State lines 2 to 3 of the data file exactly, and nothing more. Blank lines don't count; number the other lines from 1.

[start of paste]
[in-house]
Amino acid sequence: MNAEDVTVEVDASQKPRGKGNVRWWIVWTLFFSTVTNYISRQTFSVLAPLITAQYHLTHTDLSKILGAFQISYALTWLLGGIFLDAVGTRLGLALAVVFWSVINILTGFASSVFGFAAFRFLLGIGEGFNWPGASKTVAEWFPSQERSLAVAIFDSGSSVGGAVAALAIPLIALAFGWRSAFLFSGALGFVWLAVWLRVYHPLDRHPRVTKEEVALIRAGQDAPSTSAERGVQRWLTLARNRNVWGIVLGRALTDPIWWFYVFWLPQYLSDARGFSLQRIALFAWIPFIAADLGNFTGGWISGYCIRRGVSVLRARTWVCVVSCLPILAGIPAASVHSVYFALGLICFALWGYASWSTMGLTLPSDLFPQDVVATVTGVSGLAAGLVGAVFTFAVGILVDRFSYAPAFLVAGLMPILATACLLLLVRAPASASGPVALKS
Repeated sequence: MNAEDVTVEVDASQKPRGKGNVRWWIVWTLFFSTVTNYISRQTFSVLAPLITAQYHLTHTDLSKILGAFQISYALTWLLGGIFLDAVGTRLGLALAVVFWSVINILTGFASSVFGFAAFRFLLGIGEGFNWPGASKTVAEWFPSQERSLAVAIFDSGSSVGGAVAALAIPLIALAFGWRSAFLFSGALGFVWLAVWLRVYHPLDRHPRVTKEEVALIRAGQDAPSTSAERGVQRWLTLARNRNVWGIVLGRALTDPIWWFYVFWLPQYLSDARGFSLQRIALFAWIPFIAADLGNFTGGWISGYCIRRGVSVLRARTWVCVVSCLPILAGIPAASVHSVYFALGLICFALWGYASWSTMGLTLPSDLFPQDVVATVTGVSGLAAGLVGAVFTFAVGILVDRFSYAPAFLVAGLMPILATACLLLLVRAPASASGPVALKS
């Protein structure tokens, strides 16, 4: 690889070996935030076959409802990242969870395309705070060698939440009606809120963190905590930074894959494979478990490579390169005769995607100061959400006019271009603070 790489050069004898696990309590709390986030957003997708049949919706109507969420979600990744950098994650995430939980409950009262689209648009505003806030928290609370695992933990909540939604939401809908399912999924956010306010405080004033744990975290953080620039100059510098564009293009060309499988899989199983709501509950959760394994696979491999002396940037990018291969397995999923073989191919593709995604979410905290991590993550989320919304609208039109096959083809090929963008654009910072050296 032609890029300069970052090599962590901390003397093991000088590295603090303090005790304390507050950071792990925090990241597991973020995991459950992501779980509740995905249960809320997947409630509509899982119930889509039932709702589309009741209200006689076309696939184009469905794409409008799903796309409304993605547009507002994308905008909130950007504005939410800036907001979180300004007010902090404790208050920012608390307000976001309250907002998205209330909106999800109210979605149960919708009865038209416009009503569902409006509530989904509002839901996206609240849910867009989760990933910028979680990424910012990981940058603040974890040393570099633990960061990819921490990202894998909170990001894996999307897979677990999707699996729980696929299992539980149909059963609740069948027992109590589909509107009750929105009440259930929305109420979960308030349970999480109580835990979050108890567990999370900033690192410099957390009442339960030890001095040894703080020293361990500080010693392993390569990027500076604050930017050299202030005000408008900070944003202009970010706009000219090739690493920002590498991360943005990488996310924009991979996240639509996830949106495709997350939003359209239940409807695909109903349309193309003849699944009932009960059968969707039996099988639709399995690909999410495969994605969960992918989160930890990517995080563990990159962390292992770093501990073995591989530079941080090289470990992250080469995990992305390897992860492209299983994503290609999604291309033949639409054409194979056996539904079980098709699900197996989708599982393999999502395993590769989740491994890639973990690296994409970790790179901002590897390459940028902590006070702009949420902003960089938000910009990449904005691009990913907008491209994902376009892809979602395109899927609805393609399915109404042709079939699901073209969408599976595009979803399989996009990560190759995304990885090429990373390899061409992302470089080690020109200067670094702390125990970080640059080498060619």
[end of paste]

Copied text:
Amino acid sequence: MNAEDVTVEVDASQKPRGKGNVRWWIVWTLFFSTVTNYISRQTFSVLAPLITAQYHLTHTDLSKILGAFQISYALTWLLGGIFLDAVGTRLGLALAVVFWSVINILTGFASSVFGFAAFRFLLGIGEGFNWPGASKTVAEWFPSQERSLAVAIFDSGSSVGGAVAALAIPLIALAFGWRSAFLFSGALGFVWLAVWLRVYHPLDRHPRVTKEEVALIRAGQDAPSTSAERGVQRWLTLARNRNVWGIVLGRALTDPIWWFYVFWLPQYLSDARGFSLQRIALFAWIPFIAADLGNFTGGWISGYCIRRGVSVLRARTWVCVVSCLPILAGIPAASVHSVYFALGLICFALWGYASWSTMGLTLPSDLFPQDVVATVTGVSGLAAGLVGAVFTFAVGILVDRFSYAPAFLVAGLMPILATACLLLLVRAPASASGPVALKS
Repeated sequence: MNAEDVTVEVDASQKPRGKGNVRWWIVWTLFFSTVTNYISRQTFSVLAPLITAQYHLTHTDLSKILGAFQISYALTWLLGGIFLDAVGTRLGLALAVVFWSVINILTGFASSVFGFAAFRFLLGIGEGFNWPGASKTVAEWFPSQERSLAVAIFDSGSSVGGAVAALAIPLIALAFGWRSAFLFSGALGFVWLAVWLRVYHPLDRHPRVTKEEVALIRAGQDAPSTSAERGVQRWLTLARNRNVWGIVLGRALTDPIWWFYVFWLPQYLSDARGFSLQRIALFAWIPFIAADLGNFTGGWISGYCIRRGVSVLRARTWVCVVSCLPILAGIPAASVHSVYFALGLICFALWGYASWSTMGLTLPSDLFPQDVVATVTGVSGLAAGLVGAVFTFAVGILVDRFSYAPAFLVAGLMPILATACLLLLVRAPASASGPVALKS